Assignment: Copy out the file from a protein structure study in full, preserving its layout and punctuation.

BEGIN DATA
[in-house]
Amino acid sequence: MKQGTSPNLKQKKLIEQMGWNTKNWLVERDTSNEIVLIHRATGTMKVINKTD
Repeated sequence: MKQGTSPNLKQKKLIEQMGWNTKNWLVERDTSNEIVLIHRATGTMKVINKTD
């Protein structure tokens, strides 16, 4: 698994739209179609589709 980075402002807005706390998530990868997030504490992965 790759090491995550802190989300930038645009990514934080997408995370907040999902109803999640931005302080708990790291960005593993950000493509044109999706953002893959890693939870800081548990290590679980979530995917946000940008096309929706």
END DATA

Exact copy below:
[in-house]
Amino acid sequence: MKQGTSPNLKQKKLIEQMGWNTKNWLVERDTSNEIVLIHRATGTMKVINKTD
Repeated sequence: MKQGTSPNLKQKKLIEQMGWNTKNWLVERDTSNEIVLIHRATGTMKVINKTD
């Protein structure tokens, strides 16, 4: 698994739209179609589709 980075402002807005706390998530990868997030504490992965 790759090491995550802190989300930038645009990514934080997408995370907040999902109803999640931005302080708990790291960005593993950000493509044109999706953002893959890693939870800081548990290590679980979530995917946000940008096309929706």